The Spanish Socialist Workers' Party (Partido Socialista Obrero Español or PSOE) is one of the main parties of Spain. It is a social democratic party, member of the Socialist International.
It was founded on 1879 by the historical worker leader Pablo Iglesias. The PSOE formed the Government during the second Spanish Republic (1931-1936) and as part of the Spanish Popular Front ("Frente Popular"), elected to government in 1936. During the Spanish Civil War, it divided into two wings: the left, revolutionary, and Marxist wing, led by Francisco Largo Caballero, and the right, reformist wing, led by Indalecio Prieto and Julian Besteiro.
During the dictatorship of Francisco Franco (1939-1975) the PSOE was illegal and it was persecuted. Many of their leaders and militants were assassinated, imprisoned or they went to France, the United States, or Mexico. In the first democratic elections (1977), it arose as the second party of Spain, with 30% of the votes. In 1979 it obtained similars results. From 1974, its general secretary was Felipe González, who moved the party away from its Marxist and socialist path, turning the PSOE into a social-democratic party, similar to those of the rest of western Europe. To this end, he banned the Marxist wing, directed by the Trotskyist newspaper New Clarity, similar to the British Socialist Appeal (former Militant).
In 1982, the PSOE won an historic electoral victory, with more than 10,000,000 votes (48%). Felipe González became Prime minister, a position that he occupied from 1982 to 1996. In spite of its appearance as a leftist party, with a progressive program, the PSOE made a policy of social reforms combined with a liberal and capìtalist economic policy. In addition, it was favorable to the entrance of Spain in NATO (1986) and supported the United States in the Gulf War (1991). The PSOE won 1986, 1989 and 1993 elections.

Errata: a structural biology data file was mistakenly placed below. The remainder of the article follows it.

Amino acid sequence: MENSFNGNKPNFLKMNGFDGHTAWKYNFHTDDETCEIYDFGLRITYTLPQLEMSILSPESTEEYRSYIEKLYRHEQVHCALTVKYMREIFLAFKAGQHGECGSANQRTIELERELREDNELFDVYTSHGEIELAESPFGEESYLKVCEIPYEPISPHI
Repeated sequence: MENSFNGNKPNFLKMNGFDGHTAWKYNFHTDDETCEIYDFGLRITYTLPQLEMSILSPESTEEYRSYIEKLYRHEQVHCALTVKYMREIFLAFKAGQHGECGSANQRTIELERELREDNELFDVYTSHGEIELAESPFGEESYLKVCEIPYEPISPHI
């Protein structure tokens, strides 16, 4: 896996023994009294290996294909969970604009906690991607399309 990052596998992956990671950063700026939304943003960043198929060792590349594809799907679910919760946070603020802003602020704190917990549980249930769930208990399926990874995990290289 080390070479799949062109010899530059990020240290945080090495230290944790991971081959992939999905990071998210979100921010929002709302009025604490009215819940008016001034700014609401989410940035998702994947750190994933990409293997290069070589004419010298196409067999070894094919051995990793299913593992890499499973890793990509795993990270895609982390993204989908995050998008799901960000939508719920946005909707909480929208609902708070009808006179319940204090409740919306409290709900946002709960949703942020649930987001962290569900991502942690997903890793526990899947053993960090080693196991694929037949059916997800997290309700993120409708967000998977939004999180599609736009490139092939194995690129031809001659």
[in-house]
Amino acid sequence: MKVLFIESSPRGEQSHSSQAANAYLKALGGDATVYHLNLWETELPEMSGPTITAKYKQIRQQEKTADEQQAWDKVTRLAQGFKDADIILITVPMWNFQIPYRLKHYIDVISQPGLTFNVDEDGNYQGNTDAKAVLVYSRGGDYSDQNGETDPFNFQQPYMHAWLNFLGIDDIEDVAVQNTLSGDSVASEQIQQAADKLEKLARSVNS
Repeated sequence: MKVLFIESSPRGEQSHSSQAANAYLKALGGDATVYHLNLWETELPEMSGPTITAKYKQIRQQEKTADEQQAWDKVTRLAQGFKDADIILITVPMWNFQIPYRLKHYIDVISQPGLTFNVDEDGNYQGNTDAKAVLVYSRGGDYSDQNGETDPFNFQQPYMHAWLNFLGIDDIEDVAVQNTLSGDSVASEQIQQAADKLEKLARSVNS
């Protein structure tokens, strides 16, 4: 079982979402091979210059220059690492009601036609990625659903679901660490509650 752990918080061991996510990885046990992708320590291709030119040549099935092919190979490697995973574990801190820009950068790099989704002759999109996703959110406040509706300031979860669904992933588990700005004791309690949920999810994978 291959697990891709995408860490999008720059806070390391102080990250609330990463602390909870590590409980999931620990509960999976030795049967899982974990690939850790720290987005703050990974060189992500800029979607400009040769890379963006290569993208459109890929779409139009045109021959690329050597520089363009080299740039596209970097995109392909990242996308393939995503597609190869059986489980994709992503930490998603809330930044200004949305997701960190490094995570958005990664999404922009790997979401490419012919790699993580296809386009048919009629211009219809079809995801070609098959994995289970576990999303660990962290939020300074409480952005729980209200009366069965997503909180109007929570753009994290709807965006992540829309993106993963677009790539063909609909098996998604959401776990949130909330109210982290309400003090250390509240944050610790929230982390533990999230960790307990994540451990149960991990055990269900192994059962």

An economic crisis, scandals of corruption and state terrorism against the Basque violent separatist group ETA eroded the popularity of Felipe González, and in 1996, the PSOE lost the elections to the conservative Partido Popular ("Popular Party") (PP). Between 1996 and 2001 the PSOE weathered a crisis, suffering a hard defeat in 2000 (34.7%), after agreeing with Izquierda Unida ("United Left") (IU).
In 2001, a new general secretary, Jose Luis Rodríguez Zapatero, was elected, replacing Felipe González, and renewing the party. Later, the PSOE won the municipal elections of 2003. Some pundits predict PSOE victory in the 2004 legislative elections.
See also: Politics of Spain